While I was reading O’Reilly Radar, I noticed the article by Artur Bergman that discusses some of the developments at the iPhoneDevCamp over last weekend. The most interesting part of that article for me was the discussion of Safari’s handling of calls to Google Maps:
Most offensive is, however, Apple’s claim to integrate with Google Maps, which means Safari intercepts requests to “http://maps.google.com/” and sends them to the Google Maps application. No other high-end phone manufacturer even comes close to this level of arrogance.
I hadn’t thought about the Google Maps Widget integration in that way before, so I decided to test the iPhone’s behavior while trying to use my Google Maps Mashup RinkAtlas.com. RinkAtlas demonstrates the exact behavior on the iPhone that Artur is talking about. When you get to the point of generating directions to a hockey rink in RinkAtlas, we make a call to Google Maps and pass the two encoded endpoints. The iPhone redirects this request to the Google Maps Widget running locally.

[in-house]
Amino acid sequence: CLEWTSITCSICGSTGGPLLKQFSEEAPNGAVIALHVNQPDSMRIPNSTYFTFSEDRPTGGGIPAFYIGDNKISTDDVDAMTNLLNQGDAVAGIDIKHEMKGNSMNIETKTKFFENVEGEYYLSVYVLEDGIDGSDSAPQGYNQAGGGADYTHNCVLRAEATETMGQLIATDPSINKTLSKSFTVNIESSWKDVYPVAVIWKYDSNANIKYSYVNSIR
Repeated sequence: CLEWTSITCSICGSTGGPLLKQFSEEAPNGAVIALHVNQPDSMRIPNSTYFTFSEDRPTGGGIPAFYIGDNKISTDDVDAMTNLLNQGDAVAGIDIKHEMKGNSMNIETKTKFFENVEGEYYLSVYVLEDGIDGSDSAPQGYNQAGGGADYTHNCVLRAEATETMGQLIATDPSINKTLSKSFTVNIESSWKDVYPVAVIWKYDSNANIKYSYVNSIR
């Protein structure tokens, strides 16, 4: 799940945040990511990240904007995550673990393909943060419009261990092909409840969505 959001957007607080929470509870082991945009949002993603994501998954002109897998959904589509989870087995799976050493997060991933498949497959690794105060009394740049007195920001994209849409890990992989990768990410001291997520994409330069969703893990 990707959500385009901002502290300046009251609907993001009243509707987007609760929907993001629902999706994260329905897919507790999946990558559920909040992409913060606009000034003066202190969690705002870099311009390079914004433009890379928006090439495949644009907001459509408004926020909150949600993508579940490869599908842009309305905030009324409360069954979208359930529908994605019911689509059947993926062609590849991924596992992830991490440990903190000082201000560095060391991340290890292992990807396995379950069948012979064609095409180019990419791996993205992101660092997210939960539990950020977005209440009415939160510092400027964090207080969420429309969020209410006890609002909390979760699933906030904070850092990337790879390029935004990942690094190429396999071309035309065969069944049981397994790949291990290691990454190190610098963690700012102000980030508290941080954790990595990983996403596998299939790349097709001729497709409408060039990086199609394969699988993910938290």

I’m pleased to note that the Google Maps Widget handles all of the parameters passed correctly, including the ones where I spoof URI options to get around API calls that didn’t exist when I wrote that part of RinkAtlas. I’ll eventually (hopefully) get around to extending RinkAtlas to include the directions live on our site using the new Google Maps Directions API, but Artur’s analysis is absolutely correct.
I’m not as upset as Artur is about Safari redirecting calls to the Google Maps website, but I can see how this wouldn’t be ideal if the Google Map Widget ever fell behind in terms of its API support. I also know that Google talked extensively about how the ability to call specific versions of the Google Maps API was a feature that developers on the cutting edge should use. I think this approach has been undermined by Apple’s interception of calls to the Google Maps Website.